It’s that time of year when I begin to feel a little overwhelmed by the sheer volume of gifts that I need to buy. We have three family birthdays this month including M’s which is obviously a big deal. On top of that M has four party invitations on the pinboard and then there’s a friend’s daughter to buy for early next month. And that’s just birthdays. Let’s not forget that the C-word is very much on the horizon and getting nearer. So, to launch Thrifty Thursdays, today’s post is all about how to give gifts without bankrupting yourself.
The present cupboard. This works particularly well when buying for kids. Basically, this is a stock pile of pressies which can be plundered as and when. The key is to build it up as you go and keep it fairly well stocked. In other words, if you’re shopping in the sales and you see a toy or whatever marked down in price, buy two or three of them for the present cupboard. The real bargains are to be had when buying out of season, so you have to plan in advance and it might seem like ages before you actually give some of the gifts, but the beauty of the present cupboard is that it spreads the cost and means that you don’t wind up in a last minute panic buying something over-priced and unsuitable.
Make it. If you’re a crafter then you’re probably already doing this, if not then now might be the time to hone a few basic skills and start making some stocking fillers. These could be anything from home-made jams and chutneys (there are loads of recipes online) to a hand knitted scarf (again, check online for beginners knitting tutorials). You can be as creative as you like and it’s always so lovely to receive something that someone else has pored over.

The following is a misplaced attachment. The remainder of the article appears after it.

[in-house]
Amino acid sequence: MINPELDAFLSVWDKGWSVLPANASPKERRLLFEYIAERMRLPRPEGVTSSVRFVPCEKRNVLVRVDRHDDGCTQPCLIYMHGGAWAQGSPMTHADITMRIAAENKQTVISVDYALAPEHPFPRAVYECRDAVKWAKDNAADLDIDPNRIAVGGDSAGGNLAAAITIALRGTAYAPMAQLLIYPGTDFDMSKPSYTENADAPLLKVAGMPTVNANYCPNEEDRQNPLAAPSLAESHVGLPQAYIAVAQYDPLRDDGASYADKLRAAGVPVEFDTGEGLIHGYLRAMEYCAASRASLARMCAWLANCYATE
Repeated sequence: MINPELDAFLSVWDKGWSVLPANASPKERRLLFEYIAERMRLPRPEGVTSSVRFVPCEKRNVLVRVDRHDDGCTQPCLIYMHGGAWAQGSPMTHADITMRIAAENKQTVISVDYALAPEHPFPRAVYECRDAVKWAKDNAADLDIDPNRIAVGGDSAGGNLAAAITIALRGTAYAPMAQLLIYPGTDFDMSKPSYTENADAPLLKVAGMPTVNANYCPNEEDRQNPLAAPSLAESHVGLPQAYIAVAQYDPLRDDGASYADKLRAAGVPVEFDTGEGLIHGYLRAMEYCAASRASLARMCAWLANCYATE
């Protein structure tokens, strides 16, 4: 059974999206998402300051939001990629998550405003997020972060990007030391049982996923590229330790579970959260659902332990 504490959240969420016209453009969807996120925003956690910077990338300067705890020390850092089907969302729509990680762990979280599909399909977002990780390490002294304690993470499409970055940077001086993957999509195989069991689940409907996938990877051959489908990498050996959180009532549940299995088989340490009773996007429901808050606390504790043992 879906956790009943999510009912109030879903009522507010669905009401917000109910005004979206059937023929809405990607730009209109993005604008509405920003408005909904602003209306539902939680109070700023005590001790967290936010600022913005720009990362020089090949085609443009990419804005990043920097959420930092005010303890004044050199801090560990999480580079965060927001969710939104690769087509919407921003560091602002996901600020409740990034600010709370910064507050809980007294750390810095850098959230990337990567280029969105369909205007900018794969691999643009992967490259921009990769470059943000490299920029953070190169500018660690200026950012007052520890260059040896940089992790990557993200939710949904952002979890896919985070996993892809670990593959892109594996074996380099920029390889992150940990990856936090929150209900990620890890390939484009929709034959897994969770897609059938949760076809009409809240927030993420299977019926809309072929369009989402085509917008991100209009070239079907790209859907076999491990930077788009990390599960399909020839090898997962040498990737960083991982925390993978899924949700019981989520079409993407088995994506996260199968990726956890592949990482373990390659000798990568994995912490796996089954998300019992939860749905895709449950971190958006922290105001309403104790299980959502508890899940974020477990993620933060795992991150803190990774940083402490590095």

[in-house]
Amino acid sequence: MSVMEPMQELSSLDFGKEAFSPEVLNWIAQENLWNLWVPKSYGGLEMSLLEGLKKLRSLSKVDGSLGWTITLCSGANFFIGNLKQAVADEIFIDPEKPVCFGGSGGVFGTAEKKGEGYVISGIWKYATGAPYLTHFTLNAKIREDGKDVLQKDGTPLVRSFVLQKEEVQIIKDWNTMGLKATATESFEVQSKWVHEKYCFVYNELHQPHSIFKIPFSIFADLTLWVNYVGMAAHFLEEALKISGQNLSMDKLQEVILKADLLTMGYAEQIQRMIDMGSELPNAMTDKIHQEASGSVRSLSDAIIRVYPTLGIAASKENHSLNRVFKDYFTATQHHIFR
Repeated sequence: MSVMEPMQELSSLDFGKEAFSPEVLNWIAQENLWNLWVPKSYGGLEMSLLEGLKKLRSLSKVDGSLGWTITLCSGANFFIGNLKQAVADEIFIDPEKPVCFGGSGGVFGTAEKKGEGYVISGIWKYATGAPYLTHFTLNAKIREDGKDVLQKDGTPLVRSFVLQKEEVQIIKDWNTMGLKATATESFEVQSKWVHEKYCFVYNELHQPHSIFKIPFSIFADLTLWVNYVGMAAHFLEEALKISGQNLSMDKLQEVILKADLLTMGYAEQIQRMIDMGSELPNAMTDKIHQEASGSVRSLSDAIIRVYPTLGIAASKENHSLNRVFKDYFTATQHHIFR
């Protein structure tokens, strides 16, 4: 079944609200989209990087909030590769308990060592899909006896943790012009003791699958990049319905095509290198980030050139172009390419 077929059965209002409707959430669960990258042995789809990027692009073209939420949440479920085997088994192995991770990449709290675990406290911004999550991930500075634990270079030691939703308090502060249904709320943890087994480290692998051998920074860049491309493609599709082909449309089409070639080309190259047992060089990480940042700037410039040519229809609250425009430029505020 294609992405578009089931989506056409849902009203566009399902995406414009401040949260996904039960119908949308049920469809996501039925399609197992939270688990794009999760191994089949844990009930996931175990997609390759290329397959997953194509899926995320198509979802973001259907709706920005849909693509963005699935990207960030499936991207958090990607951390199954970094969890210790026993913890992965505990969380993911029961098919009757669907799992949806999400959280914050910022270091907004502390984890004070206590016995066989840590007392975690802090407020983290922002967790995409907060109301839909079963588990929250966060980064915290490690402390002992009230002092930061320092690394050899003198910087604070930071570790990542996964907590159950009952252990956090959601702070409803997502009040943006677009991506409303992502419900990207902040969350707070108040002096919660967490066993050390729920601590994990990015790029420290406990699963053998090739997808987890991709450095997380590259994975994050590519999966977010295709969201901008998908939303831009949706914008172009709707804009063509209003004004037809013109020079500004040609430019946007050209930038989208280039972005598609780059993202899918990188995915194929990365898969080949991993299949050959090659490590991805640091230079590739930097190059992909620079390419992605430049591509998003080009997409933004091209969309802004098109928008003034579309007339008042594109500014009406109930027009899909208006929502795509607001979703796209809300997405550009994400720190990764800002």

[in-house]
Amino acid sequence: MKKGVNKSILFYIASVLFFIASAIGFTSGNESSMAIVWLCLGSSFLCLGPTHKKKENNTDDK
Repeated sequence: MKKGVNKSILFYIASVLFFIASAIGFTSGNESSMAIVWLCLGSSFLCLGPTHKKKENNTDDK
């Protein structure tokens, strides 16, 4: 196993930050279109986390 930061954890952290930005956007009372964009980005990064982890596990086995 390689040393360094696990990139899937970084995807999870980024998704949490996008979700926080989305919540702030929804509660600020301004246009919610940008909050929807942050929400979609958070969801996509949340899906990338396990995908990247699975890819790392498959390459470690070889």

Offer a service. Do an evening’s babysitting so new parents can have a break or take a load of ironing and deal with it for someone. These are the ultimate thrifty gifts as they basically require expenditure of time instead of money. If you’re going to do this, try and tailor the service to the recipient so they get something really useful or enjoyable for them. No point in offering to mow someone’s lawn if they live in a block of flats. You can make little vouchers for these gifts too.
Put a spend limit on your present shopping. For kid’s parties, I’d say around £7 is plenty, but again, if you shop wisely then you could probably spend a lot less. This tip is best applied when buying for your own children or family members. It’s so easy to get carried away, just buying one more stocking filler or an extra pressie here and there. Set a limit for each person and stick to it.
Cards and wrapping. Bulk buying is the way forward here (see tip one) and again means that you’re never stuck without a card for someone. If you’re ultra organised, you can even start a card file and buy a load of cards then store under the appropriate month for someone’s birthday. Christmas wise, everyone knows that the best time to buy cheap cards and paper was in last year’s post-xmas sales. Too late for buying this year’s stash, but bear in mind for next time. As far as wrapping paper goes, from an eco-thrift point of view, the best thing is to recycle where possible. Failing that, buy large rolls or make your own.
Right, well that was my first thrifty post – I hope you like it. Come back next Thursday for another one! In the meantime, I’ll tweet any newly discovered bargains on the high street or online, so look out for me on Twitter (@living_itlittle).